The above objection illustrates the flaws in consequentialism when taken to its logical conclusion.
Another objection is particularly pertinent to the theme of this paper, as well as to the relationship between consequentialism and questions of judicial morality. This refers to the issue of personal rights. As one commentator notes, Consequentialism "...may ask us to meddle too much into other people's business" (Consequentialism: The Internet Encyclopedia of Philosophy). An extreme example of this is a hypothetical scenario where an individual pensioner's money is coercively used to contribute to charity. This charity would allow for saving many lives and maximum consequences that would contribute to the "greater good." In this hypothetical scenario the pensioner is bound and gagged and forced to sign checks. This goes of course against common moral sense but this simplistic example serves to show how consequentialism can be theoretically applied to justify acts that are ostensibly ethically suspect. This example can also be related to the utilitarian ethos of outcomes over individual value or difference. As Scheffler states in the Rejection of Consequentialism: A Philosophical Investigation of the Considerations Underlying Rival Moral Conceptions (1994), "...utilitarianism does not take seriously the distinction between persons" (Scheffler p. 2).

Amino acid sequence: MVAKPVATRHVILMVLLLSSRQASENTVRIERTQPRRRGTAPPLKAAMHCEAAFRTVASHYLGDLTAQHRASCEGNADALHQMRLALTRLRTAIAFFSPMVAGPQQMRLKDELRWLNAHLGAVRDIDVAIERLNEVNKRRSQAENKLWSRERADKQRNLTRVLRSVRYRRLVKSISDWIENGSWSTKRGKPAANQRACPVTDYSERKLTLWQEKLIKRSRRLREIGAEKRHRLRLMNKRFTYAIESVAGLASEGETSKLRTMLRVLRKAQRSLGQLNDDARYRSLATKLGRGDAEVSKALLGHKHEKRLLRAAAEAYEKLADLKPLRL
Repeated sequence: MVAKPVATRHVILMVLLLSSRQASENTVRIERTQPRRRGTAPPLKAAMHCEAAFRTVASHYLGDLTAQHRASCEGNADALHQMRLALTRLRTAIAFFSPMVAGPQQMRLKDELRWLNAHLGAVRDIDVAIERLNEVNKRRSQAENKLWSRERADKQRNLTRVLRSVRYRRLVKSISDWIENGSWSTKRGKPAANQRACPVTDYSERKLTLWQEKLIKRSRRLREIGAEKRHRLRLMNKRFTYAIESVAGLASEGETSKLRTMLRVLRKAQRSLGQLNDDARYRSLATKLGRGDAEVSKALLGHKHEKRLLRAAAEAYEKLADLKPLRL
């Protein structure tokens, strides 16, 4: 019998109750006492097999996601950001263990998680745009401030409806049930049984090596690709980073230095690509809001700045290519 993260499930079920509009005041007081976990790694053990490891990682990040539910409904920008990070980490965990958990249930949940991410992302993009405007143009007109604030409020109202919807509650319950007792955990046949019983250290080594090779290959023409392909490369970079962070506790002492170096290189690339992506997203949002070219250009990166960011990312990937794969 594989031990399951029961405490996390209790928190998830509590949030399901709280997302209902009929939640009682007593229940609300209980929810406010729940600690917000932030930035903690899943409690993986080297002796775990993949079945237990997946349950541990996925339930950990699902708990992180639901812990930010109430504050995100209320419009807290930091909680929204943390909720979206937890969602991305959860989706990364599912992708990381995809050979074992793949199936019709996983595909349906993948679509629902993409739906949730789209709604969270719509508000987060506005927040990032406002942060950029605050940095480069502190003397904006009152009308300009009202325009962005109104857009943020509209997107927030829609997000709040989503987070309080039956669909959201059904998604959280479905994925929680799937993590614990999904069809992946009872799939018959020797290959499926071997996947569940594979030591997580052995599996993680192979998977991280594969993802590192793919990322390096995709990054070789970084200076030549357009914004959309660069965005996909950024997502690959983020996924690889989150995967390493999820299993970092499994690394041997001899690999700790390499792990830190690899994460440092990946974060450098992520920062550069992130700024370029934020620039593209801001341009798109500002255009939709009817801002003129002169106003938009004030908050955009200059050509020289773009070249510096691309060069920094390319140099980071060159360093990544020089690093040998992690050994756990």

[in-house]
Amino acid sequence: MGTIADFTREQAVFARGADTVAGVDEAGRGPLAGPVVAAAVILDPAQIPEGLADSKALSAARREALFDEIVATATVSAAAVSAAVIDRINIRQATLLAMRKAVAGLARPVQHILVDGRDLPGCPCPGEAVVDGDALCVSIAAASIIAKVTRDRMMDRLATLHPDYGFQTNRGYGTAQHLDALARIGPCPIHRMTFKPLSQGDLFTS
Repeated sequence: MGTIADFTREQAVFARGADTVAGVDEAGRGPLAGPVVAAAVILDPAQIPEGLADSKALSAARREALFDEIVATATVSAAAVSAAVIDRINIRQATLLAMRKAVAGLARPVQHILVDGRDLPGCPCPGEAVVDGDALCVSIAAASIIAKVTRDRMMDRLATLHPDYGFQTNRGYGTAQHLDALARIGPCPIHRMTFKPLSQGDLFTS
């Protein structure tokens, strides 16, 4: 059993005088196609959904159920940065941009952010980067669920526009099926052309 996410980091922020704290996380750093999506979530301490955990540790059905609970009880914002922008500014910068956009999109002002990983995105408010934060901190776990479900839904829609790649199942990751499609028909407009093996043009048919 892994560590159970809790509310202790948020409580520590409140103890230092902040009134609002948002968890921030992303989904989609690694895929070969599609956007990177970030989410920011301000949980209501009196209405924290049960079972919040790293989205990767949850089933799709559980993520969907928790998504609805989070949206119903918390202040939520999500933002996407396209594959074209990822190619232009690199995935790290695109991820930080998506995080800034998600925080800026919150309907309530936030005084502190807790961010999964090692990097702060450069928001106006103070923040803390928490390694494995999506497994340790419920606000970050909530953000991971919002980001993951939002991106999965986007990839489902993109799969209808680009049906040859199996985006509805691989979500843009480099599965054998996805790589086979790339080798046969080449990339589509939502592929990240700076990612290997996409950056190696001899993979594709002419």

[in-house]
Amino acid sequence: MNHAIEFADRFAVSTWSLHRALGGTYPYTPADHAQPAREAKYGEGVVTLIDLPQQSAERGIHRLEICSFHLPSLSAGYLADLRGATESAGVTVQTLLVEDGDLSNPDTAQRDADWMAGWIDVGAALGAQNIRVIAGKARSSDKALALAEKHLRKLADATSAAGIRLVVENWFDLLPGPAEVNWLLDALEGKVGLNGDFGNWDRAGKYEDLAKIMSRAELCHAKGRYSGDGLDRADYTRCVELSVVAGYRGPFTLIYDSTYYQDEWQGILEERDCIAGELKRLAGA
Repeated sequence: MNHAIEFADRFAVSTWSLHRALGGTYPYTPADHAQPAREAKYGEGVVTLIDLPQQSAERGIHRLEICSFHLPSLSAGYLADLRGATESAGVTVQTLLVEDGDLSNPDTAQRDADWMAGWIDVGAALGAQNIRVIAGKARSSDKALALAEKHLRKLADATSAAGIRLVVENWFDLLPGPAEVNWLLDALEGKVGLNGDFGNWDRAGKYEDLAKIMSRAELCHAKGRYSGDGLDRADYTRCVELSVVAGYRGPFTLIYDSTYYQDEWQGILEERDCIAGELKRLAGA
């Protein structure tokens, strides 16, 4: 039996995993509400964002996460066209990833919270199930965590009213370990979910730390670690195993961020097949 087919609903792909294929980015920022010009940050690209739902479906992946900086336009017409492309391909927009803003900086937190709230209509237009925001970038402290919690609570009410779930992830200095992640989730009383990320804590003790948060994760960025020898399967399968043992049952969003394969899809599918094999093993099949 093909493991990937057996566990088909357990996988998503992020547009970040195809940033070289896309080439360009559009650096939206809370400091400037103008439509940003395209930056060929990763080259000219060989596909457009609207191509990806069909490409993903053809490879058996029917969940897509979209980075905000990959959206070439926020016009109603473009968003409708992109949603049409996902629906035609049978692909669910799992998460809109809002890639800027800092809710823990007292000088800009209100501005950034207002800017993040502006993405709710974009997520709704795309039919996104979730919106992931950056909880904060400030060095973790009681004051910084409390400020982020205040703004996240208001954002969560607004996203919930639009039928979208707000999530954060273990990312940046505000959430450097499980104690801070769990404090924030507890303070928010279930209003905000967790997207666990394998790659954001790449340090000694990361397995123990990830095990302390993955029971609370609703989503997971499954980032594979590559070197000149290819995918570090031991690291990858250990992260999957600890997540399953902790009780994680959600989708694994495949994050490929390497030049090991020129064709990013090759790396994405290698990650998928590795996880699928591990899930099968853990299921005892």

The same general objection can also be applied to human thinking. In one sense, consequentialism limits the range and creativity of human thought by reducing all decision to the parameters of overall consequences. Furthermore, it is also possible that the way of thinking that this leads to may in fact be both inhuman and immoral. (Consequentialism: The Internet Encyclopedia of Philosophy)